Week ending December 13, 2013
The Art of Rube Goldberg: (A) Inventive (B) Cartoon (C) Genius. Abrams. (ComicArts). 2013. 192p. sel. by Jennifer George. ISBN 9781419708527. $60; ebk. ISBN 9781613125595. COMICS
As long as humans do things the hard way, Rube Goldberg’s (1883–1970) work will be pertinent. For most, that means the classic cartoons depicting impossibly complex mechanisms that are supposed to somehow accomplish mundane tasks, like using a napkin or serving a glass of juice; the latter is re-created as an interactive work of paper engineering housed in the front cover of this oversize hardcover retrospective of Goldberg’s illustrious 72-year career. Compiler George (Goldberg’s granddaughter, a writer and a designer herself) has selected over 700 illustrations from all aspects of Goldberg’s canon, offering a wider perspective on his varied talents, coupled with essays on his life and legacy by writers and artists including The New Yorker’s Adam Gopnik and MAD Magazine’s Al Jaffee. Readers will note the care and detail Goldberg lavishes on even the goofiest contraptions, in unlikely but undeniable tribute to simplicity and elegance.
Verdict Definitive or not, this has all the Goldberg that most readers will need and more. Recommended for every audience; a must for fans of humor, illustration, design, absurdity, and ways to skewer it.—J. Osicki, Saint John Free P.L., NB
Crosby, Percy (text & illus.). Percy Crosby’s Skippy. Vol. 2: Daily Comics, 1928–1930. IDW. 2013. 336p. ISBN 9781613775899. $49.99. COMICS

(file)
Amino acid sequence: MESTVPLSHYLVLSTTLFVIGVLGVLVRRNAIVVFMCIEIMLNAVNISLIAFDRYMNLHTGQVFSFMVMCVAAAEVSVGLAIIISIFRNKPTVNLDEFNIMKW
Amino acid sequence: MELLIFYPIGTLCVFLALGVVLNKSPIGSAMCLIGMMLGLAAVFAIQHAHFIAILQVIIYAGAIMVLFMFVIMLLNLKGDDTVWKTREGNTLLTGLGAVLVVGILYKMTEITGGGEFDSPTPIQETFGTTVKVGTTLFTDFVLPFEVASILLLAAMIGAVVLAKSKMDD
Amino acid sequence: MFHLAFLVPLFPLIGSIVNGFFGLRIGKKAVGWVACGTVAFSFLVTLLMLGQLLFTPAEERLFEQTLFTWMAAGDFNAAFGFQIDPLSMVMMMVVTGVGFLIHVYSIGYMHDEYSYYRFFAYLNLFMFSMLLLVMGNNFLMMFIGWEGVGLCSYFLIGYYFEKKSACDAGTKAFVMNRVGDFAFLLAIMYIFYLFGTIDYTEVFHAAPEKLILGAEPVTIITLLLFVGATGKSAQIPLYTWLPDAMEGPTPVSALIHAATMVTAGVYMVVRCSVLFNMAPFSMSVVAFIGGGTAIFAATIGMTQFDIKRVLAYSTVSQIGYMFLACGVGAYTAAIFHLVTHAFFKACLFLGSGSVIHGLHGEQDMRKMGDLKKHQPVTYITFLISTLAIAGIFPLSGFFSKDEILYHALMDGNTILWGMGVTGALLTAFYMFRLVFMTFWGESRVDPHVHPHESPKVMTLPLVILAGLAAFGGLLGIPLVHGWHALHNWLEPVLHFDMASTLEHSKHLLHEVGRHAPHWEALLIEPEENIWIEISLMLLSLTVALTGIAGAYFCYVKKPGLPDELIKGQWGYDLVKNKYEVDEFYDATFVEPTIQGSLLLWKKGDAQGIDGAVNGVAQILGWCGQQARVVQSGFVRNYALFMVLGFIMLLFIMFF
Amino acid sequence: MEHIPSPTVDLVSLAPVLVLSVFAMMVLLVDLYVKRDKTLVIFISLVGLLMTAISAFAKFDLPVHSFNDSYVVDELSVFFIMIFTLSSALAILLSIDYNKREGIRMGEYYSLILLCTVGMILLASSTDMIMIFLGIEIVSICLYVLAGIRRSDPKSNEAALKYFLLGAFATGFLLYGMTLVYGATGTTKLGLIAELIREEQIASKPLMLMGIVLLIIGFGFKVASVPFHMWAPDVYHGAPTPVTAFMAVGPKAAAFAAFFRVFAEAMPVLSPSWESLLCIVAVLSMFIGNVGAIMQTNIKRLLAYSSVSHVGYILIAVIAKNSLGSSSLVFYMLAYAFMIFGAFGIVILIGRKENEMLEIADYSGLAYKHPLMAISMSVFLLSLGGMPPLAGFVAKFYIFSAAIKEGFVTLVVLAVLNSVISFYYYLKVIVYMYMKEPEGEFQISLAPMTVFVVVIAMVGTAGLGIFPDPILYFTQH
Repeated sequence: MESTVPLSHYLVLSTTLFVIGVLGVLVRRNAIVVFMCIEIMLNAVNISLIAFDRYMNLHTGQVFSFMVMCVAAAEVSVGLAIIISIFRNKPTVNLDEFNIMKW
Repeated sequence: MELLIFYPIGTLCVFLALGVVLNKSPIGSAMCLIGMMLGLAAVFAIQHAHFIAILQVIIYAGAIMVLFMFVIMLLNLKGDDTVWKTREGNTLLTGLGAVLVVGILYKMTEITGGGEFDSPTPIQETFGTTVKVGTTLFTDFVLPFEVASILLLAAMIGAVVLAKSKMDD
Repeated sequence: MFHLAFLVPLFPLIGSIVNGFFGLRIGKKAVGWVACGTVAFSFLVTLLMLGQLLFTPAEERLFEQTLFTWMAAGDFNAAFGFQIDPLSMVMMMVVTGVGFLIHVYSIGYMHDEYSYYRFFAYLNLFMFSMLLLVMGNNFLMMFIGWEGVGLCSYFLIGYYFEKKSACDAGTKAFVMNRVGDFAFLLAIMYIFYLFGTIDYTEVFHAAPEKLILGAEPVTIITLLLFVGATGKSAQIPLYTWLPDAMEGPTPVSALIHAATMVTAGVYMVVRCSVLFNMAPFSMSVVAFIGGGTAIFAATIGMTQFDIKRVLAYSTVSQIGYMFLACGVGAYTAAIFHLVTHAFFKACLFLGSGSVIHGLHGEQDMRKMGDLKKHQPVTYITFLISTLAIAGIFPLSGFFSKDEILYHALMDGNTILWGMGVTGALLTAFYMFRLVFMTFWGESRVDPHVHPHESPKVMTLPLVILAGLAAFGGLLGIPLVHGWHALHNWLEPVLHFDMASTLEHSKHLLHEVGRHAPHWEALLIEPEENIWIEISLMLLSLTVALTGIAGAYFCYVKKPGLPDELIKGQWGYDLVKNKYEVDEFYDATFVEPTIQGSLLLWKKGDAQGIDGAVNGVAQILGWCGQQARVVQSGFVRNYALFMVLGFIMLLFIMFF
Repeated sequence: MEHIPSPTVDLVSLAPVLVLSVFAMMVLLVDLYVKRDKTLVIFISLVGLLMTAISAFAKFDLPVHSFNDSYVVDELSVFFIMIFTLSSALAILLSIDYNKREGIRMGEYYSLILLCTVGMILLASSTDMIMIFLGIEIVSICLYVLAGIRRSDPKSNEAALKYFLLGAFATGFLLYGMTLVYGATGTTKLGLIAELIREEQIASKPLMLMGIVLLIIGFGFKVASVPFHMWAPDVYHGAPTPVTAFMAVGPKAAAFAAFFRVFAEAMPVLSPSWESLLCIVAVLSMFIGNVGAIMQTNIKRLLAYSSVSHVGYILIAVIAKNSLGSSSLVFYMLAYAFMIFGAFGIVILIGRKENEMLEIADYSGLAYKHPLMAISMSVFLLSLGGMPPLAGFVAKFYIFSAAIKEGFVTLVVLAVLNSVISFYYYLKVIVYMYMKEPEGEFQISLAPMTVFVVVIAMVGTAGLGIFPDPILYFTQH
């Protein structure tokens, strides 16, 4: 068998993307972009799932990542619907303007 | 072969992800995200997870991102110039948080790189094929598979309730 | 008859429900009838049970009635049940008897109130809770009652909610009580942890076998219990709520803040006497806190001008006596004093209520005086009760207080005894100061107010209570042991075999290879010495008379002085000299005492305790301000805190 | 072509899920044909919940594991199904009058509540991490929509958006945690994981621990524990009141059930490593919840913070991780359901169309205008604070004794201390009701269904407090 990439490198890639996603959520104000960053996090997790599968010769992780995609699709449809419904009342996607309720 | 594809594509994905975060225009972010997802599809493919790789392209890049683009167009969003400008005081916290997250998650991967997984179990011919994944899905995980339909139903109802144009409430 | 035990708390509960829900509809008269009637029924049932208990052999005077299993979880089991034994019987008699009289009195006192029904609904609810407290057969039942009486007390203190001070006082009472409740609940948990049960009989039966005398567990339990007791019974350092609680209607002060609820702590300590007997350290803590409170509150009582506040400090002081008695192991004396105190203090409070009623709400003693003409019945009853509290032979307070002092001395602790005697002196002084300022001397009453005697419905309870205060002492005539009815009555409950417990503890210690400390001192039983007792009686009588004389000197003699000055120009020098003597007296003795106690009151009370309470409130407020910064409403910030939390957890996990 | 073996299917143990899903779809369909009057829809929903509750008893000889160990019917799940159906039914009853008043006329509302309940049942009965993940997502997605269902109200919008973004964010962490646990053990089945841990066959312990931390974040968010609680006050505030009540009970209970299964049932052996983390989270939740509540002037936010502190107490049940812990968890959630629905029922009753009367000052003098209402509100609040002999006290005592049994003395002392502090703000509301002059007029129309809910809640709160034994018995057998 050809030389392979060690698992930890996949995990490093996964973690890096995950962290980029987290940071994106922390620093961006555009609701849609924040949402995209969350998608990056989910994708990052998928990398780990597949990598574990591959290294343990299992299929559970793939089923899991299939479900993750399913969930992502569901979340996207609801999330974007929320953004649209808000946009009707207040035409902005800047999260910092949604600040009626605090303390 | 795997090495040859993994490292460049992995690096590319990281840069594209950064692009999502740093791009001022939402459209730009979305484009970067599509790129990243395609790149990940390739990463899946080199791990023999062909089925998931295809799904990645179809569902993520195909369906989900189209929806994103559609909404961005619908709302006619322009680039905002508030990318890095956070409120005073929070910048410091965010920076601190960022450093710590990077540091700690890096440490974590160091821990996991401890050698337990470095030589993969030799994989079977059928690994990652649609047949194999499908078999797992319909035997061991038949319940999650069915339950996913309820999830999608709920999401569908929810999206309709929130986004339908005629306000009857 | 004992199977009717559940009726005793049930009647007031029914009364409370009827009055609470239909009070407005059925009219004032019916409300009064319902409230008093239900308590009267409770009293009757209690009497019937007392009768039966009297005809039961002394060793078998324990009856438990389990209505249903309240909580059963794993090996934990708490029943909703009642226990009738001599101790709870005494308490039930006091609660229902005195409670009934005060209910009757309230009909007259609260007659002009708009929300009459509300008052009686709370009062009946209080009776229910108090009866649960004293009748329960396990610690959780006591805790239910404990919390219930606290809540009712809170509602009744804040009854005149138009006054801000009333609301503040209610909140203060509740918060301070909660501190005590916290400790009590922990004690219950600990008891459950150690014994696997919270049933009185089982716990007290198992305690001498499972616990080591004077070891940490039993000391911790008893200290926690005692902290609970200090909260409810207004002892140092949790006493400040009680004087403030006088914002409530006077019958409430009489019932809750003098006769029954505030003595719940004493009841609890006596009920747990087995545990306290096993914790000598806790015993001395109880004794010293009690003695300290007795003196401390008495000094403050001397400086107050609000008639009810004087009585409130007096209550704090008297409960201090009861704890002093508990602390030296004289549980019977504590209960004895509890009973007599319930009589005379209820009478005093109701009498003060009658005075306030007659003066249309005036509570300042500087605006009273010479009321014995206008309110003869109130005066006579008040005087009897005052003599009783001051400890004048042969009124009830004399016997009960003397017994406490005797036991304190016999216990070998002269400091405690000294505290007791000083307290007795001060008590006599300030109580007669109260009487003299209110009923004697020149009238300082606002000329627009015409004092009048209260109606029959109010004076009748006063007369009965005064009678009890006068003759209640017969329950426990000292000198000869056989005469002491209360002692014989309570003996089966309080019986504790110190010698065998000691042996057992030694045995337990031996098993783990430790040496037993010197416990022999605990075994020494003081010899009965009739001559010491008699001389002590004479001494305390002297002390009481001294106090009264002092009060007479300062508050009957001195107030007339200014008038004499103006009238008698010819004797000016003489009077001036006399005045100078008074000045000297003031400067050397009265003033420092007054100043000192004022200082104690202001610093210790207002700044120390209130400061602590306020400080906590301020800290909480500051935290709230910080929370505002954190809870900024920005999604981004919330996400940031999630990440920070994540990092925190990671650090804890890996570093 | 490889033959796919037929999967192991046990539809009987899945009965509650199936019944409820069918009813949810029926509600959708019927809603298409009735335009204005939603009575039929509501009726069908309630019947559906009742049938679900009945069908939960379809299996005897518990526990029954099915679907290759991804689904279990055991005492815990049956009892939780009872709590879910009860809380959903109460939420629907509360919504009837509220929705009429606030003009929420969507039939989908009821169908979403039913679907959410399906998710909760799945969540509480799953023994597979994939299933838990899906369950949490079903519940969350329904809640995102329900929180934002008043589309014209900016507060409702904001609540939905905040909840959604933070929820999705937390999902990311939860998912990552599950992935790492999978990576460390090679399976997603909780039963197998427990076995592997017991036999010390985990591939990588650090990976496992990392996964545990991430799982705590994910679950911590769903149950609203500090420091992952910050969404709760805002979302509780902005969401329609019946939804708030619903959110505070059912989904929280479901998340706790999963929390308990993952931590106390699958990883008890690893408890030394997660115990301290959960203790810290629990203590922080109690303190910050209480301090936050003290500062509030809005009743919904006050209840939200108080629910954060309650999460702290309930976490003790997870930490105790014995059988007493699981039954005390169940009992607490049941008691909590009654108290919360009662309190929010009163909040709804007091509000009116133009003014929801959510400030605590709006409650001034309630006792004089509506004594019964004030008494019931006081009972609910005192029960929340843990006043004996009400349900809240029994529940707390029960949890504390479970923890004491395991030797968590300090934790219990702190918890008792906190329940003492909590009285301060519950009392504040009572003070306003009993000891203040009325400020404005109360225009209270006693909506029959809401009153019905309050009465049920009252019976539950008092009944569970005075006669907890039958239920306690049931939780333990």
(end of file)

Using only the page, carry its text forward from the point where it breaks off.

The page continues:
Skippy Skinner is an opinionated little scamp who fidgets, fights, and philosophizes through three years of newspaper strips in this husky collection. More than just an overview of a daily cartoon newspaper installment, this is a piece of American history showcasing a little-known comic that was tremendously influential in its day. Crosby’s characters inspired movies, radio, and future strips like Peanuts, Pogo, and Calvin and Hobbes. The pen-and-ink style is quick, flexible, and well rendered throughout, providing the reader a rare graphic glimpse of city life and childhood in the United States.
Verdict The very brief biography and photos included give some insight into the troubled life of American artist and writer Crosby (1891–1964) and its eventual effect on the syndicated feature. Though visually atypical of modern-day strips, this one has a winsome charm that can be captivating. Probably not a book for the very young, this may have an appeal to young adults and most especially older comic aficionados who enjoy archival collections.—Russell Miller, Prescott P.L., AZ
Johns, Geoff (text) & Doug Mahnke & others (illus.). Green Lantern. Vol. 3: The End. DC. (New 52!). 2013. 264p. ISBN 9781401244088. $24.99; pap. ISBN 9781401246846. $19.99; ebk. ISBN 9781401248475. SUPERHERO
In this third and final volume of the saga, Johns (Green Lantern Corps) blurs the line between villain and hero in the stories of the focal characters: Sinestro, the First Lantern, and the newest recruit, Simon Baz. The fifth human to become a Lantern, Arab American Baz is a car thief wrongly accused as a terrorist because of racial profiling. Not only must he deal with the extreme prejudice hurled his way, he also has to rescue Sinestro and Hal Jordan in hopes of preventing the destruction of the universe. In Baz, Johns creates a believable, contemporary character who doesn’t necessarily fit squarely into the ideal hero profile. But his willpower is strong, and he quickly proves himself as a worthy Lantern bearer, unique to the corps and capable of exceptional feats. Baz believes in doing what must be done for the people he loves—a concept that embraces the struggles of the other protagonists and allows for elegant transitions among plotlines.
Verdict Green Lantern fans, new and seasoned, will enjoy reading this volume as Johns’s extremely approachable writing style and Mahnke’s clean and expressive art bring a satisfying conclusion to a strong and dynamic story.—Laura Gallardo, St. Louis